A senior at a Naples, Florida, high school is upset over a picture that appeared in her school’s yearbook. Jessica Morales was shocked to see a large photo in the yearbook, taken during the school’s spirit week, that shows students dressed as stereotypical Mexicans, wearing ponchos, with long mustaches, holding maracas, and green cards. Another student has a sign pinned to the back of her shirt that says “Border Patrol.”
Morales was upset because she says the photo makes light of the immigration process, something that her parents are currently dealing with. Morales contacted her father, Miguel Morales, and showed him the picture. He too was shocked and surprised that the school would permit such a photo in the yearbook. He said, “It’s really racist, I can tell you that. I’ve never seen anything like that, I thought it was 2015 and people don’t act like that.”
When questioned about the photo, Collier County Schools released the following statement:
The picture in question is from Naples High School’s Spirit week. The Naples High yearbook staff has a vetting process for which all content is reviewed. If anyone on the yearbook team finds a picture questionable, the yearbook sponsor brings it forward to Principal Saba. That regrettably did not happen in this case.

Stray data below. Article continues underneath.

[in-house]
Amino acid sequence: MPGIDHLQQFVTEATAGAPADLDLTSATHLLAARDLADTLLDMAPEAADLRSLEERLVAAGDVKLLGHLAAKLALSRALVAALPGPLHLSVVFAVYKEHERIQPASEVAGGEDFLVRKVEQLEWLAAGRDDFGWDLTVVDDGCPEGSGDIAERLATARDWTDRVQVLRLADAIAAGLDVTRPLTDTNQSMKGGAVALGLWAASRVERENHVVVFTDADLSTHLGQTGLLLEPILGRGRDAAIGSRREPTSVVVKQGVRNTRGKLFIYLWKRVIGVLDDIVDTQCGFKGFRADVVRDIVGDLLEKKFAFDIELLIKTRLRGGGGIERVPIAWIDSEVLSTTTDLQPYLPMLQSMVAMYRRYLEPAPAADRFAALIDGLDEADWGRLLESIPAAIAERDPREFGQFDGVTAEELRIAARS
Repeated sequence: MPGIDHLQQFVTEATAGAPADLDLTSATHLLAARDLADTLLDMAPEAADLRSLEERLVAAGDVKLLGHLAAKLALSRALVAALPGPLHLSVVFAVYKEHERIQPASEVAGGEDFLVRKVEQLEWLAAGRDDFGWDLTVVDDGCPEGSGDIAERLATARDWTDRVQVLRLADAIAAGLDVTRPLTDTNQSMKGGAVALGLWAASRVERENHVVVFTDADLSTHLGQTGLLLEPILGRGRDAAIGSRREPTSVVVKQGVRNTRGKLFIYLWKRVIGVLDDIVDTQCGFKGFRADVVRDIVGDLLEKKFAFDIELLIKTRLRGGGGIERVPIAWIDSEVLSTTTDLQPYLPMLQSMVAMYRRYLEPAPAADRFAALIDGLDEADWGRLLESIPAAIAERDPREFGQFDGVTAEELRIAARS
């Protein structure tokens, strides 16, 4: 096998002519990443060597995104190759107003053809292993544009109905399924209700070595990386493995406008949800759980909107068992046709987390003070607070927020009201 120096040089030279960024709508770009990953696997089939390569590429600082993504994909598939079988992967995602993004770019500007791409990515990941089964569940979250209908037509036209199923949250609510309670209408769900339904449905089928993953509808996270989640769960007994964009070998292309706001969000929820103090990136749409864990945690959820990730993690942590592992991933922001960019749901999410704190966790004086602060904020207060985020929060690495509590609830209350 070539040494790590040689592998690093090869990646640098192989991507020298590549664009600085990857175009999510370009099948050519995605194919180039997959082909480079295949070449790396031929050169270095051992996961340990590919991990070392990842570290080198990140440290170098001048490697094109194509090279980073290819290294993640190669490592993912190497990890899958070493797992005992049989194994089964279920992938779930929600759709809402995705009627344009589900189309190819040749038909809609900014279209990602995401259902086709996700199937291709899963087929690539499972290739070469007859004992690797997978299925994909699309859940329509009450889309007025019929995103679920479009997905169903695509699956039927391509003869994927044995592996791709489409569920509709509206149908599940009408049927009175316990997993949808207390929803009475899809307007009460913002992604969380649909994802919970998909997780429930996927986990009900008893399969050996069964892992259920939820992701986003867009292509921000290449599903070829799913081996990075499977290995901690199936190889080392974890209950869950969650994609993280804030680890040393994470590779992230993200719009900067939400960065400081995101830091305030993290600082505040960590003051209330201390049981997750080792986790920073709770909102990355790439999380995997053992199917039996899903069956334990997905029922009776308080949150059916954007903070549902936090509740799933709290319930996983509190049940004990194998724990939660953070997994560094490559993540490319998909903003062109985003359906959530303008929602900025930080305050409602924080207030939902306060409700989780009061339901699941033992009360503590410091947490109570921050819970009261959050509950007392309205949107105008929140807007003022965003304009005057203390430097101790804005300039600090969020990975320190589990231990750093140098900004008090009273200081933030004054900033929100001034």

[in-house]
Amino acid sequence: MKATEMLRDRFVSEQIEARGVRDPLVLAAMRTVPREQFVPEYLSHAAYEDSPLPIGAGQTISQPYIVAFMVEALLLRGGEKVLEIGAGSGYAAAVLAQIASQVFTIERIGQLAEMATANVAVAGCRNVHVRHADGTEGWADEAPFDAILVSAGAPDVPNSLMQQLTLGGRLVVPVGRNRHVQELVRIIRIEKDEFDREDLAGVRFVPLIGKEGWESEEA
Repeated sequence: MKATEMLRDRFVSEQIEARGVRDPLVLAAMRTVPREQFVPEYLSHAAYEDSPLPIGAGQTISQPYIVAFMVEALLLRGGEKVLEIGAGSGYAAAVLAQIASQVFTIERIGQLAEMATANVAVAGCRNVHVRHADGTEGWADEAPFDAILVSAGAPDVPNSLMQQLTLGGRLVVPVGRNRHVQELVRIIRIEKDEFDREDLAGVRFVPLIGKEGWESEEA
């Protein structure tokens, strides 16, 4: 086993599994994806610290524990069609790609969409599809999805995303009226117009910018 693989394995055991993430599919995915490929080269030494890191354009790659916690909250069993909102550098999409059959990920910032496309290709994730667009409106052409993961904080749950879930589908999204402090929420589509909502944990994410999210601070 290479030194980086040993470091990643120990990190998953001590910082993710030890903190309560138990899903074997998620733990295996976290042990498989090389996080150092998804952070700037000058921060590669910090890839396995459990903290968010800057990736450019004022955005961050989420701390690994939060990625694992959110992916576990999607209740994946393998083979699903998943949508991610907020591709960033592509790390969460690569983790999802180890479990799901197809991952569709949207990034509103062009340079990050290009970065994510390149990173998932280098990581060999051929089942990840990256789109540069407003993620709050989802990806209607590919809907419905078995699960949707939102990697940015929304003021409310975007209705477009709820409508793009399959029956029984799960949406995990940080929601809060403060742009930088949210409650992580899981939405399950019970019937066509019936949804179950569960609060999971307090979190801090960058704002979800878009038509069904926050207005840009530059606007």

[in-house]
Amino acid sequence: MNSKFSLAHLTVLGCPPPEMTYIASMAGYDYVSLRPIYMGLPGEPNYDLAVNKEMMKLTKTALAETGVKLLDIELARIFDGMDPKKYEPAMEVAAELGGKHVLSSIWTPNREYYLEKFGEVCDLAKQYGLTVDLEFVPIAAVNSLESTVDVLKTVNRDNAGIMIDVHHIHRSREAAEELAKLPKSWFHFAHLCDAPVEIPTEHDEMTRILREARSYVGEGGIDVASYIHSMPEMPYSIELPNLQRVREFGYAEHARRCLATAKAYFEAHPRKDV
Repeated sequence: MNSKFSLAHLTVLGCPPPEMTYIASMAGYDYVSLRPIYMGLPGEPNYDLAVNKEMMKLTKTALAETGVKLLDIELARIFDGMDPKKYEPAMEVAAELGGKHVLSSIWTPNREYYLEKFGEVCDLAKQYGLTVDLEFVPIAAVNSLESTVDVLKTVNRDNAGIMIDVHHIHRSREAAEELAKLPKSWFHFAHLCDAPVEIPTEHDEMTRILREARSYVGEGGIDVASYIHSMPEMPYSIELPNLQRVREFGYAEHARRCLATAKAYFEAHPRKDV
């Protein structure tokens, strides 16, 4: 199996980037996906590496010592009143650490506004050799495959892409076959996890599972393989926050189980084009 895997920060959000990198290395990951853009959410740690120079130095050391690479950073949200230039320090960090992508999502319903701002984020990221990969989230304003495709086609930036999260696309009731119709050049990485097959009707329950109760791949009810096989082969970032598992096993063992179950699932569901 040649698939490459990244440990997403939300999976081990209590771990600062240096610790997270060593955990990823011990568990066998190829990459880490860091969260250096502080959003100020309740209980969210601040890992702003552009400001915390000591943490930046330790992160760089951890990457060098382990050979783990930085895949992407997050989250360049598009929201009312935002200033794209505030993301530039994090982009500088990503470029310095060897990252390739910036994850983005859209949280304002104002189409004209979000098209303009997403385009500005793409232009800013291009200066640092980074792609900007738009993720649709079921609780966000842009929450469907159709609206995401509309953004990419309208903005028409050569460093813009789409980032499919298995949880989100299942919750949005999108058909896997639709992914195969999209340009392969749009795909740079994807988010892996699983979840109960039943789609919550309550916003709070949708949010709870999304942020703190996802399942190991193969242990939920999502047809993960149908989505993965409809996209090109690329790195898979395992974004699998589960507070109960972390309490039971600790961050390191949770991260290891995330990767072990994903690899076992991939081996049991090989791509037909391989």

Naples High principal Kevin Saba added, “We regret if any Golden Eagle student, parent, or community member found it offensive. It was not our intent.”
Kristen Perez, who says she got the photo from a friend who attends Naples High, shared in on Twitter. She told the Naples Herald, “I posted it because I found it highly inconsiderate, and offensive, and further ingraining bad stereotypical images of not only Mexicans or Hispanics, but any immigrants to this country.”
This is another prime example of how people often don’t consider whether someone else might find something offensive. It’s a really simple formula. If you want to know whether Hispanic people would find a photo of white students dressed up as Hispanic immigrants offensive, ask some Hispanic people. Put aside your white privilege for a minute, and try to see things through someone else’s eyes. You might be amazed to discover that the whole world doesn’t see things the same way you do.
Here’s a report on the photo controversy, from WFTX:
Featured image via Twitter